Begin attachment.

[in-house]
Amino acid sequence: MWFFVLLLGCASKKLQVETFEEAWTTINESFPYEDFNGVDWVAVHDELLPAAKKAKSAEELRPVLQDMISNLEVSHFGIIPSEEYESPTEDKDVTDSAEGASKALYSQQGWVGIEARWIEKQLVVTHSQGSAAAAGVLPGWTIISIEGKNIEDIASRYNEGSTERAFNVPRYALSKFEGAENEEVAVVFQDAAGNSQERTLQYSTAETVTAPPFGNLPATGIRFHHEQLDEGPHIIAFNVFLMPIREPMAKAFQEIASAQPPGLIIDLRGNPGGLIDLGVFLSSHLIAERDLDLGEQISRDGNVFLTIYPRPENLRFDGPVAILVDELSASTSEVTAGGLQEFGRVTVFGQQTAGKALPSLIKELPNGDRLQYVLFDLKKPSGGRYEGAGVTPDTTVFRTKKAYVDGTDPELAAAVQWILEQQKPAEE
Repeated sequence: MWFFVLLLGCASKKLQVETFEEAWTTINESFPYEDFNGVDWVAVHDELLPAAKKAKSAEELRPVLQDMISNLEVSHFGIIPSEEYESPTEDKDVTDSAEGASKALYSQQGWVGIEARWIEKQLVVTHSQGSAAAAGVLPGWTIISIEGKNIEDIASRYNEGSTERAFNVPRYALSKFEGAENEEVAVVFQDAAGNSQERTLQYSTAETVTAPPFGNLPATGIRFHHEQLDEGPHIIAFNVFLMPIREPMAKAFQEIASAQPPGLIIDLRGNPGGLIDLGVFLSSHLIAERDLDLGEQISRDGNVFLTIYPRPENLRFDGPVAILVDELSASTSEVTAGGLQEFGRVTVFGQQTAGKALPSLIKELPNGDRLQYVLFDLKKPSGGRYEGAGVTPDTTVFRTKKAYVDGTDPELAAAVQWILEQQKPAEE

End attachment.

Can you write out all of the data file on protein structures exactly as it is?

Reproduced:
[in-house]
Amino acid sequence: MWFFVLLLGCASKKLQVETFEEAWTTINESFPYEDFNGVDWVAVHDELLPAAKKAKSAEELRPVLQDMISNLEVSHFGIIPSEEYESPTEDKDVTDSAEGASKALYSQQGWVGIEARWIEKQLVVTHSQGSAAAAGVLPGWTIISIEGKNIEDIASRYNEGSTERAFNVPRYALSKFEGAENEEVAVVFQDAAGNSQERTLQYSTAETVTAPPFGNLPATGIRFHHEQLDEGPHIIAFNVFLMPIREPMAKAFQEIASAQPPGLIIDLRGNPGGLIDLGVFLSSHLIAERDLDLGEQISRDGNVFLTIYPRPENLRFDGPVAILVDELSASTSEVTAGGLQEFGRVTVFGQQTAGKALPSLIKELPNGDRLQYVLFDLKKPSGGRYEGAGVTPDTTVFRTKKAYVDGTDPELAAAVQWILEQQKPAEE
Repeated sequence: MWFFVLLLGCASKKLQVETFEEAWTTINESFPYEDFNGVDWVAVHDELLPAAKKAKSAEELRPVLQDMISNLEVSHFGIIPSEEYESPTEDKDVTDSAEGASKALYSQQGWVGIEARWIEKQLVVTHSQGSAAAAGVLPGWTIISIEGKNIEDIASRYNEGSTERAFNVPRYALSKFEGAENEEVAVVFQDAAGNSQERTLQYSTAETVTAPPFGNLPATGIRFHHEQLDEGPHIIAFNVFLMPIREPMAKAFQEIASAQPPGLIIDLRGNPGGLIDLGVFLSSHLIAERDLDLGEQISRDGNVFLTIYPRPENLRFDGPVAILVDELSASTSEVTAGGLQEFGRVTVFGQQTAGKALPSLIKELPNGDRLQYVLFDLKKPSGGRYEGAGVTPDTTVFRTKKAYVDGTDPELAAAVQWILEQQKPAEE